Case 1- 83 year old male with past medical history of knee surgeries and lumbar laminectomy presented with acute onset of fever, confusion and left lower extremity weakness for the past three days. Physical examination confirmed the same. He was started on empiric antibiotics for epidural abscess. MRI brain and spine, ECHO and EEG were unrevealing. His blood cultures were negative but CSF studies showed normal glucose(46 mg/dl) , elevated proteins (87mg/dl) consistent with aseptic meningitis and positive WNV IgG and IgM antibodies. Antibiotics were discontinued and supportive care was initiated. His clinical course was complicated by a new onset atrial fibrillation for which anticoagulation and beta blockers were initiated. He developed dysphagia and gastrostomy tube was inserted. His mental status gradually improved and was discharged to inpatient rehabilitation center.
Case 2 – 81 year old male with past medical history of transient ischemic attack in 2000, hypertension, hyperlipidemia, colon cancer in remission and arthritis presented with acute onset of altered mental status, generalized weakness, dysarthria one week prior to admission. CT brain, MRI brain and EEG were normal. With a working diagnosis of encephalopathy and meningitis, empiric treatment was initiated. The labs revealed normal ammonia, lactic acid, procalcitonin, negative blood cultures but CSF studies showed normal glucose (71mg/dl), elevated proteins (82 mg/dl) consistent with aseptic meningitis and positive for WNV IgG and IgM antibodies. His mental status gradually improved with supportive care and patient was discharged to inpatient rehabilitation.
Discussion: West Nile Virus (WNV) Encephalitis, a mosquito borne disease, has increased incidence and high morbidity risk in the elderly population. 293 cases of WNV infections were reported in Texas in 2016. WNV infection causes flu – like illness that may progress to encephalitis, meningitis and polyradiculitis in some patients. We report two cases of elderly males who presented this past summer with acute altered mental status diagnosed to have WNV encephalitis.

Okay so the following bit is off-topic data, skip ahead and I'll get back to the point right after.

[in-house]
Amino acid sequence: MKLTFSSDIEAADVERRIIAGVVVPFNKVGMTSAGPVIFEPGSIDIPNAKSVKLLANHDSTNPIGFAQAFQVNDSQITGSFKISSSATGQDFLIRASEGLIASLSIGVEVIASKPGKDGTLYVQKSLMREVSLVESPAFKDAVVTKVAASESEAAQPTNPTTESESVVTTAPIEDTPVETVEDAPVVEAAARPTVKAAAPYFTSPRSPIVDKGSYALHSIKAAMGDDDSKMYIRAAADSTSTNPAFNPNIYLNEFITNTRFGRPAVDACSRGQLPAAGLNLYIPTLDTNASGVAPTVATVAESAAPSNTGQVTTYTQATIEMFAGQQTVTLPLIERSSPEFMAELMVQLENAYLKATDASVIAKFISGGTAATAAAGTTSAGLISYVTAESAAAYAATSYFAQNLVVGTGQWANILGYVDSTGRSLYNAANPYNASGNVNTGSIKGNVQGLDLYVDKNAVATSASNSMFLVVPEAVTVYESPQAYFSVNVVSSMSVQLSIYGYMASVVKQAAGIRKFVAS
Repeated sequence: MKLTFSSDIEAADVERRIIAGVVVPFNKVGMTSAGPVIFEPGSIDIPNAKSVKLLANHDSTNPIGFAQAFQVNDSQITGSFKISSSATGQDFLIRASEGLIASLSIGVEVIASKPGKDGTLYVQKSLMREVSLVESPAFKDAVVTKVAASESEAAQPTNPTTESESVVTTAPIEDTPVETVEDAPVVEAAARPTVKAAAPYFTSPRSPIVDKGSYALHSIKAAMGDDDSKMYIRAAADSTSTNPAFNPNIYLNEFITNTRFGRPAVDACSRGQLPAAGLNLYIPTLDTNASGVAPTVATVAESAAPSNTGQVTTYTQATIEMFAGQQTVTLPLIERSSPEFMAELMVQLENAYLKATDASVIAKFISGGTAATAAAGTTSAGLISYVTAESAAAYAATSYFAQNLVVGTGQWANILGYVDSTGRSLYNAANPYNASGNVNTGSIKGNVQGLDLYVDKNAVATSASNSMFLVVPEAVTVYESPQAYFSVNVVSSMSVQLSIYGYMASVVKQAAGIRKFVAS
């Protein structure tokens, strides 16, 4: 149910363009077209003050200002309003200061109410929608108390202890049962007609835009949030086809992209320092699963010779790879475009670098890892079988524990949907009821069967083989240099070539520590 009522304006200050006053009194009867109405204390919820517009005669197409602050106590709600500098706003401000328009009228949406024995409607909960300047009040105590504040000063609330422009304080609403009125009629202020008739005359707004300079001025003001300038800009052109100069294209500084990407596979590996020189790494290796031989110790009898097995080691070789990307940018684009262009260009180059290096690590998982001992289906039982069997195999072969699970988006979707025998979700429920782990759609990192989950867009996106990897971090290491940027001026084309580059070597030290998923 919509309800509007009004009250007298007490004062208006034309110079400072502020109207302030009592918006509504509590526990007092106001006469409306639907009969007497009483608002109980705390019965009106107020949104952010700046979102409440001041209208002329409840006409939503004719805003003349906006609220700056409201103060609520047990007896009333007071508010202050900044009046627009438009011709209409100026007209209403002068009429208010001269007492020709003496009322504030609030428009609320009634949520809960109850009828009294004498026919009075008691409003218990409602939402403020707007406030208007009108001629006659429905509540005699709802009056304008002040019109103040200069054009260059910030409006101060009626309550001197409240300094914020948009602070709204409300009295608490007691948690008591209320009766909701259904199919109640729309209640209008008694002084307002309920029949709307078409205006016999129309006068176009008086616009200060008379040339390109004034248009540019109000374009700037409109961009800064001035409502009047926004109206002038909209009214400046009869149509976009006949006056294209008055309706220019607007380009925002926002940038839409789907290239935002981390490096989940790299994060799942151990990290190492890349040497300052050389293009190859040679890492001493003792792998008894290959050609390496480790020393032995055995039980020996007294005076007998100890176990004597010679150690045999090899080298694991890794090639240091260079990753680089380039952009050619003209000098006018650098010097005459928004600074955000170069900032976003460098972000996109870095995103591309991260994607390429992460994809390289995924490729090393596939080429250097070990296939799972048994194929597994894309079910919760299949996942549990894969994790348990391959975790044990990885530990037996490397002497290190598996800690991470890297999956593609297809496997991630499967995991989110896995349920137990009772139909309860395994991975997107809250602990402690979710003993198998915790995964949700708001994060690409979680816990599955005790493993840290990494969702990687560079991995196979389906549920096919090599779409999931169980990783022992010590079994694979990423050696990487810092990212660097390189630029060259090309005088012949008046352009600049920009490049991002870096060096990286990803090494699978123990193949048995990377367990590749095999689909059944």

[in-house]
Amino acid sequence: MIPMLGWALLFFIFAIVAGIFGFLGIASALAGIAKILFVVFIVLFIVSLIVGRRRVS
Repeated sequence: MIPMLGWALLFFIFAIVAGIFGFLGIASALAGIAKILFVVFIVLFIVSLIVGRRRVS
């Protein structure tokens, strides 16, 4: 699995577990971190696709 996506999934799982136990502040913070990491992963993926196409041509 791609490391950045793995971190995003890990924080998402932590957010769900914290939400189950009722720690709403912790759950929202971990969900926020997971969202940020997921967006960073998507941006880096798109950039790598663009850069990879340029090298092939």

Conclusions: 1 in 150 WNV infections manifest as neuroinvasive disease/encephalitis. WNV should be considered in patients who have encephalitis and otherwise unexplained extremity weakness in endemic areas especially during summer season. It is prudent to look for other etiology of meningoencephalitis when a patient has inadequate response to empiric treatment of bacterial meningitis. These cases illustrate that awareness of the varying presentation of WNV can help us in prompt diagnosis, initiation of supportive care and encourage the community to use protective measures to decrease exposure to infected mosquitoes.
To cite this abstract:Thomas, LM . WILD WILD WEST! TWO CASE REPORTS OF WEST NILE VIRUS ENCEPHALITIS IN A TEXAS UNIVERSITY HOSPITAL. Abstract published at Hospital Medicine 2017, May 1-4, 2017; Las Vegas, Nev. Abstract 753. Journal of Hospital Medicine. 2017; 12 (suppl 2). https://www.shmabstracts.com/abstract/wild-wild-west-two-case-reports-of-west-nile-virus-encephalitis-in-a-texas-university-hospital/. Accessed February 21, 2020.